on what made him so evil. It was a studio audience like
this, and they all hated him. You know, he was the Grand
Wizard of the Ku Klux Klan. So they’re all booing at him. And by the end of — It wasn’t that
he flipped the crowd, but by the end of the show, they had a different
attitude towards him. I thought, “Oh, this guy is
truly evil in a really…” -And he has a charisma
about him. You know, that’s a thing that…
-Yes. -…is the scariest in the hands
of the truly evil, is people are charismatic. But how do you even get your
hands on the David Duke book? -Well — [ Laughs ]
That was, like, terrible. First, I went to Barnes & Noble. I wasn’t even thinking.
I was like… [ Laughter ] “Hey, I need ‘My Awakening’
by David Duke.” And they’re like,
“Sorry. We don’t carry that.” And then I went on Amazon, and, you know,
they ask you a couple times, like, “Did you mean
to order this thing?” And then since then,
I’ve been getting, like, the weirdest
recommendations. -[ Laughs ] Yeah. You were also in a fantastic
Netflix film earlier this year, “War Machine” —
Or I guess last year now. But you got to
work with Brad Pitt. -Yeah, I’m so excited. ‘Cause there is a little bit of
a buzz around “BlacKkKlansman.” And I made a deal
with Brad on the set. By the way, Brad didn’t
want to hang out with me, I’m sure, as much as he had to. But it all took place in the
desert, so it was like… -Yeah. -…”Sorry, man.
Just you and me.” We’d be in
a Black Hawk helicopter for, like, you know,
the whole day. So, anyway,
after a long period of time, I got the courage to ask him
what I wanted, which was at
an Academy Award thing — We don’t go to the same parties,
me and Brad. But I was like, “If I get into
an Academy Award-type movie, I want to be at that
“Vanity Fair” after-party, and I want you to come up to me when I’m talking
to someone important.” He promised me he’d do this. And be like,
“Topher, good to see you.” And I want to be like,
“Brad, not now.” [ Laughter ]
-This is your opportunity. I think “BlacKkKlansman”
is going to be it.

100 Comments on "Topher Grace on Playing David Duke in BlacKkKlansman"


  1. I like him, he seems like a genuinely cool and down to earth dude. He had the same quirkiness you see in Eric Foreman.

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  2. Unbeliebable! and so wrong on soooo many levels. I watched the David Duke interviews. The man is not as evil as topher grace makes him out to be!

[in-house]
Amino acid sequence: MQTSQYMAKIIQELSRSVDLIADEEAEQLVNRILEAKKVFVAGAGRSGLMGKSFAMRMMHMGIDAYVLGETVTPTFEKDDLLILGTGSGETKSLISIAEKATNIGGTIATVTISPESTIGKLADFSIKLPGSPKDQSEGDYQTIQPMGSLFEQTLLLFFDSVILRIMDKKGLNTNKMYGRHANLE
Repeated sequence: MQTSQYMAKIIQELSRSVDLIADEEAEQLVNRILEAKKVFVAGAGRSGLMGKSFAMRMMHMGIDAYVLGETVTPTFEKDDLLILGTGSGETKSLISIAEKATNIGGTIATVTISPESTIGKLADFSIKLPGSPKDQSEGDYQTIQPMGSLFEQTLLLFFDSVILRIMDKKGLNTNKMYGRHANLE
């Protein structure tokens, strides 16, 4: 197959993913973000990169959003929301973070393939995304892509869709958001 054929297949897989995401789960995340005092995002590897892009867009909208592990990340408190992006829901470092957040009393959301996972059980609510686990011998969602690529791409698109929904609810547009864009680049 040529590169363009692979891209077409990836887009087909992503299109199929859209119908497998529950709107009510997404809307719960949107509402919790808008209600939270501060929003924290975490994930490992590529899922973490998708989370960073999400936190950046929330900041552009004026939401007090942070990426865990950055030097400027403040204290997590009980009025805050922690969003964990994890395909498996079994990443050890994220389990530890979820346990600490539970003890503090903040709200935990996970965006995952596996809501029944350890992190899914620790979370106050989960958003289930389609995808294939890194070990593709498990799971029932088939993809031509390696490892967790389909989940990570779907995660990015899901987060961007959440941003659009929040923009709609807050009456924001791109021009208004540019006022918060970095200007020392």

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  3. Topher: A well-respected actor who's played countless great and serious roles
    Me: iS that Eric Forman?

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  4. now go and watch David Duke and see what his acting job was like…see what is so horrifying about what Duke says

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  5. I like the idea that Topher actually asked Brad Pitt to do that while on set of one of the Oceans movies.

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  6. Is it me or that the older her gets he may not age much but does resemble Kurtwood Smith (Red) more and more? Now THATS great casting

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  7. He’s so drained talking about his role it makes me feel sad !!! Loved the movie I hope he thinks it was worth it!!

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  8. Just like Hollywood, the daily show , and last week tonight this movie is gaaayyyyyyyy. Eat sheet Hollywood

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  9. OK not find something formal. You don't need to be leading but you need to be serious. even an independent film. But you need to show your candor when serious moments come up. Subtlety and with gesture. You want to be taken serious. I'm just going to say it he should play Truman, President Truman. The good and the bad. His legacy and his fallacy. Eisenhower would be the next president. I think you should try that kind of movie

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  10. Holy crap, how did I not realize that was him!? I loved him on that 70s show! He completely disappeared into that role.